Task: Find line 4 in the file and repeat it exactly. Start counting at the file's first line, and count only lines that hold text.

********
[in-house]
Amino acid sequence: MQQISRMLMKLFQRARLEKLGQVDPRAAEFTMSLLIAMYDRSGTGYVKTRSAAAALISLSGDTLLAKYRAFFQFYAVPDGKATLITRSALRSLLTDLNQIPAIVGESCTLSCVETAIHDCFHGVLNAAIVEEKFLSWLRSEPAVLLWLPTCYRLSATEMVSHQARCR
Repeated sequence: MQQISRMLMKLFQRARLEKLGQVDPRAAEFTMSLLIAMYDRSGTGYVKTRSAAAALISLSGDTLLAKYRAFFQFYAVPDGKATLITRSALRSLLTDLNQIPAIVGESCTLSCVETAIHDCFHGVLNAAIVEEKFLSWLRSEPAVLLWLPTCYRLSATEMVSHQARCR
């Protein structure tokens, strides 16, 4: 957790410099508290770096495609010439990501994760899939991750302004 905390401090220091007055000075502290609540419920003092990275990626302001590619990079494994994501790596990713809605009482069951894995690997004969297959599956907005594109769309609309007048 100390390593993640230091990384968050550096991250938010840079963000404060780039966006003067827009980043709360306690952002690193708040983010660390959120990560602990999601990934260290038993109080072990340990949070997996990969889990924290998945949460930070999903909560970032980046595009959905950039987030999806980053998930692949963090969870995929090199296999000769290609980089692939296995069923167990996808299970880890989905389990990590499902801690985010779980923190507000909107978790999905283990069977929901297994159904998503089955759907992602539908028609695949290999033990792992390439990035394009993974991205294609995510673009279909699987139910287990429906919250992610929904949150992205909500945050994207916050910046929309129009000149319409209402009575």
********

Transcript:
């Protein structure tokens, strides 16, 4: 957790410099508290770096495609010439990501994760899939991750302004 905390401090220091007055000075502290609540419920003092990275990626302001590619990079494994994501790596990713809605009482069951894995690997004969297959599956907005594109769309609309007048 100390390593993640230091990384968050550096991250938010840079963000404060780039966006003067827009980043709360306690952002690193708040983010660390959120990560602990999601990934260290038993109080072990340990949070997996990969889990924290998945949460930070999903909560970032980046595009959905950039987030999806980053998930692949963090969870995929090199296999000769290609980089692939296995069923167990996808299970880890989905389990990590499902801690985010779980923190507000909107978790999905283990069977929901297994159904998503089955759907992602539908028609695949290999033990792992390439990035394009993974991205294609995510673009279909699987139910287990429906919250992610929904949150992205909500945050994207916050910046929309129009000149319409209402009575």